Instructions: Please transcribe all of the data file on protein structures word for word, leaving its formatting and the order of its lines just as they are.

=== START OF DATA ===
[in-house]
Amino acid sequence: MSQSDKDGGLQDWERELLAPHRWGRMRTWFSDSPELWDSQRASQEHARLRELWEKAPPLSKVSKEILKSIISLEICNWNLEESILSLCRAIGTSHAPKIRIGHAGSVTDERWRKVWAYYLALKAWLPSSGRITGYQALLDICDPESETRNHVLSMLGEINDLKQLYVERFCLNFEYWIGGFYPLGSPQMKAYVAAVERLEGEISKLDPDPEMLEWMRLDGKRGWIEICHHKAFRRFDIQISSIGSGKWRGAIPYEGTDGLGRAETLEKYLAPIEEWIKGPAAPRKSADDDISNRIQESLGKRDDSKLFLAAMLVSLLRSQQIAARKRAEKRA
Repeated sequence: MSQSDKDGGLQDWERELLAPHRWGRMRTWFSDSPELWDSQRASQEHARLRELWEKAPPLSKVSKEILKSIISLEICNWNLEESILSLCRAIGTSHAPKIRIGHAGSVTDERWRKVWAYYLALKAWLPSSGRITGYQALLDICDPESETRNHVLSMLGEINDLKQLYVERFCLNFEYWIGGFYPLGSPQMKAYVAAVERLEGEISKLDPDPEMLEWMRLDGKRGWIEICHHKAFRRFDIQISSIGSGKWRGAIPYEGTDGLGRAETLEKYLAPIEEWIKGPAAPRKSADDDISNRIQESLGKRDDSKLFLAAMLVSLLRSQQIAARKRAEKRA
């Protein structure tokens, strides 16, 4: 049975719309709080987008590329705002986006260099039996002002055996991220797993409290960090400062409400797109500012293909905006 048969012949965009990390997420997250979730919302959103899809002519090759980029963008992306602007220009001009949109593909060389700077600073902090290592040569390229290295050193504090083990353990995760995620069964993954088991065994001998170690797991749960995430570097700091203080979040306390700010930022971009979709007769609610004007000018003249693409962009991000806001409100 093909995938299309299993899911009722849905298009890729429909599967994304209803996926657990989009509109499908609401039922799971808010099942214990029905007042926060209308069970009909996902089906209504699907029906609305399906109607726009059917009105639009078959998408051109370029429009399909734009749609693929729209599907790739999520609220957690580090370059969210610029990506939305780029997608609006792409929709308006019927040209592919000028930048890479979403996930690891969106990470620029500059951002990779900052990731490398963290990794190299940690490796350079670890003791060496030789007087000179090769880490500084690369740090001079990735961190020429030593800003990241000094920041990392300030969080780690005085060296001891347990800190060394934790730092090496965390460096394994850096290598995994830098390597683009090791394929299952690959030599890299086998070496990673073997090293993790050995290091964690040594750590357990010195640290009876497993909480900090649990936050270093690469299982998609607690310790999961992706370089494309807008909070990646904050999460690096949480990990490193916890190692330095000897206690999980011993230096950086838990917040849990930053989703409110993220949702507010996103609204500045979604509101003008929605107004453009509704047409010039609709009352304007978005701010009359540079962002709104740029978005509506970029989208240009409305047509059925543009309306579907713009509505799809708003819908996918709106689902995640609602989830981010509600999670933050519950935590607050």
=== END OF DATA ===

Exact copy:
[in-house]
Amino acid sequence: MSQSDKDGGLQDWERELLAPHRWGRMRTWFSDSPELWDSQRASQEHARLRELWEKAPPLSKVSKEILKSIISLEICNWNLEESILSLCRAIGTSHAPKIRIGHAGSVTDERWRKVWAYYLALKAWLPSSGRITGYQALLDICDPESETRNHVLSMLGEINDLKQLYVERFCLNFEYWIGGFYPLGSPQMKAYVAAVERLEGEISKLDPDPEMLEWMRLDGKRGWIEICHHKAFRRFDIQISSIGSGKWRGAIPYEGTDGLGRAETLEKYLAPIEEWIKGPAAPRKSADDDISNRIQESLGKRDDSKLFLAAMLVSLLRSQQIAARKRAEKRA
Repeated sequence: MSQSDKDGGLQDWERELLAPHRWGRMRTWFSDSPELWDSQRASQEHARLRELWEKAPPLSKVSKEILKSIISLEICNWNLEESILSLCRAIGTSHAPKIRIGHAGSVTDERWRKVWAYYLALKAWLPSSGRITGYQALLDICDPESETRNHVLSMLGEINDLKQLYVERFCLNFEYWIGGFYPLGSPQMKAYVAAVERLEGEISKLDPDPEMLEWMRLDGKRGWIEICHHKAFRRFDIQISSIGSGKWRGAIPYEGTDGLGRAETLEKYLAPIEEWIKGPAAPRKSADDDISNRIQESLGKRDDSKLFLAAMLVSLLRSQQIAARKRAEKRA
């Protein structure tokens, strides 16, 4: 049975719309709080987008590329705002986006260099039996002002055996991220797993409290960090400062409400797109500012293909905006 048969012949965009990390997420997250979730919302959103899809002519090759980029963008992306602007220009001009949109593909060389700077600073902090290592040569390229290295050193504090083990353990995760995620069964993954088991065994001998170690797991749960995430570097700091203080979040306390700010930022971009979709007769609610004007000018003249693409962009991000806001409100 093909995938299309299993899911009722849905298009890729429909599967994304209803996926657990989009509109499908609401039922799971808010099942214990029905007042926060209308069970009909996902089906209504699907029906609305399906109607726009059917009105639009078959998408051109370029429009399909734009749609693929729209599907790739999520609220957690580090370059969210610029990506939305780029997608609006792409929709308006019927040209592919000028930048890479979403996930690891969106990470620029500059951002990779900052990731490398963290990794190299940690490796350079670890003791060496030789007087000179090769880490500084690369740090001079990735961190020429030593800003990241000094920041990392300030969080780690005085060296001891347990800190060394934790730092090496965390460096394994850096290598995994830098390597683009090791394929299952690959030599890299086998070496990673073997090293993790050995290091964690040594750590357990010195640290009876497993909480900090649990936050270093690469299982998609607690310790999961992706370089494309807008909070990646904050999460690096949480990990490193916890190692330095000897206690999980011993230096950086838990917040849990930053989703409110993220949702507010996103609204500045979604509101003008929605107004453009509704047409010039609709009352304007978005701010009359540079962002709104740029978005509506970029989208240009409305047509059925543009309306579907713009509505799809708003819908996918709106689902995640609602989830981010509600999670933050519950935590607050």